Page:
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Newspaper unapologetic over partying, bikini-clad Virgin Mary cover

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Lady-of-GuadeloupeA New Mexico weekly alternative newspaper is not apologizing for what could be described as a sacrilegious cover illustration for its “Summer Guide 2013,” despite coming under fire from a large segment of the community.

The Santa Fe Reporter claims that the cover, depicting the Virgin Mary of Guadalupe in a yellow bikini sipping a margarita, was intended to bring the “diverse cultures” of the community together, according to Fox News Radio.

It also shows four figures in the background, one of which can only be described as a bare-chested “gay cowboy” wearing a pink cowboy hat. It may have been done in fun, but it’s having the opposite effect.

“If your intent was to in effect slap Catholics across the face, by putting forth this public depiction of Our Lady as a party girl, during the very week that we honor her as our patroness, then I can only say that from my perspective, you succeeded,” wrote Adam Le Ortega, of the Cathedral Basilica of St. Francis of Assisi, according to Fox.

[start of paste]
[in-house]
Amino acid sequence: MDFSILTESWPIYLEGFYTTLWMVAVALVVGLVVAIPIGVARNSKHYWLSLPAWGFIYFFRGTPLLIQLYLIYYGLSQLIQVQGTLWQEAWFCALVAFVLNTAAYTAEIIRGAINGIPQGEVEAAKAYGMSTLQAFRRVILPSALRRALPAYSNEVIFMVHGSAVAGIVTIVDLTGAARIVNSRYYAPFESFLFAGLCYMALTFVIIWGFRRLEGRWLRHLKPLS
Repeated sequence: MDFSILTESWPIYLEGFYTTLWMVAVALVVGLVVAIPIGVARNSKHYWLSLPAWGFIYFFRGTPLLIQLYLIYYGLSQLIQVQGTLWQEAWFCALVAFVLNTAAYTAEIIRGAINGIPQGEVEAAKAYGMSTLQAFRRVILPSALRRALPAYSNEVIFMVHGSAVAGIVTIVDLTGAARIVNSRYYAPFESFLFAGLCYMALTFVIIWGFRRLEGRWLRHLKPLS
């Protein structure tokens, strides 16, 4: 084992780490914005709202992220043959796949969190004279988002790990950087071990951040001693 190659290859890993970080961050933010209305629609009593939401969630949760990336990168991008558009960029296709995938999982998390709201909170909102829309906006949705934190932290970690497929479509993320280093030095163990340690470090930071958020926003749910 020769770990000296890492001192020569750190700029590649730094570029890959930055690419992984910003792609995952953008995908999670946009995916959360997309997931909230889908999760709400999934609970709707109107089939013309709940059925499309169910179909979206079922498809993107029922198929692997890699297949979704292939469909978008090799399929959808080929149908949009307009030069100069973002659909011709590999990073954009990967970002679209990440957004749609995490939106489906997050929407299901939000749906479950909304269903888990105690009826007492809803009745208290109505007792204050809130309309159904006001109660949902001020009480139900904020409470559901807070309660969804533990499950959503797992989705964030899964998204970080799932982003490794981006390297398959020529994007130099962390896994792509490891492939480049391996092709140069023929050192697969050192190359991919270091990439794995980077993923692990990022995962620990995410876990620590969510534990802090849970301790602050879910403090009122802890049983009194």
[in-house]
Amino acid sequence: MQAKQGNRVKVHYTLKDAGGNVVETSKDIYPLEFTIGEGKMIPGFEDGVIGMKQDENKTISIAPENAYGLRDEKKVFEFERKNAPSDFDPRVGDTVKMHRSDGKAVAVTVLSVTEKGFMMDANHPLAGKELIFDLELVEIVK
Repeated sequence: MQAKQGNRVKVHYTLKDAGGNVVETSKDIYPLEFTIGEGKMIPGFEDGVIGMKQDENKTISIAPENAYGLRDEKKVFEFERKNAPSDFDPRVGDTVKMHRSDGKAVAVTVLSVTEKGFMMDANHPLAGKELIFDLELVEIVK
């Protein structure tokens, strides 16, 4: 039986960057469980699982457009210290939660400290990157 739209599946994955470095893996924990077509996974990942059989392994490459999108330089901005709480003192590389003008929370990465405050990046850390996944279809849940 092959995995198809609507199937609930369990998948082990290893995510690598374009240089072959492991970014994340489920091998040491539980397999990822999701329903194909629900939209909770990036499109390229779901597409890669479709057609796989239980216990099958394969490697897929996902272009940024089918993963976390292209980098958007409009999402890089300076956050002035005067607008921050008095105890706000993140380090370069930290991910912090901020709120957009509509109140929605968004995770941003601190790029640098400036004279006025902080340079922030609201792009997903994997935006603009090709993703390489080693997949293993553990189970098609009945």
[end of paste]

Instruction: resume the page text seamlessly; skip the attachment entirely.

“I must voice my outrage and disgust at the decision to depict Our Lady of Guadalupe in such a demeaning manner,” he wrote in a letter to the Reporter. “I am personally and professional [sic] insulted by the cover.”

The newspaper, however, isn’t budging from its decision.

“The intent of our Summer Guide cover design was not to insult or denigrate any religion or ethnicity, but rather to incorporate an important part of Santa Fe’s culture into an image that also unites other diverse cultures that flourish in our city,” editor Alexa Schirtzinger wrote. “We never intended to offend anyone.”

The 2010 census showed that 48.7 percent of the population was Hispanic or Latino, much of it Catholic. How could Schirtzinger not think that such a large segment of the population would not be offended? The very name, Santa Fe, means “holy faith” in Spanish.

Did the Reporter have the right to illustrate the cover to its “Summer Guide 2013” as it did? Of course it did — the First Amendment guarantees that right. Should it have? I think not.

Every right carries with it a responsibility. Offending its readers for the sake of a little publicity was irresponsible, because it showed disrespect to the community it purports to serve.


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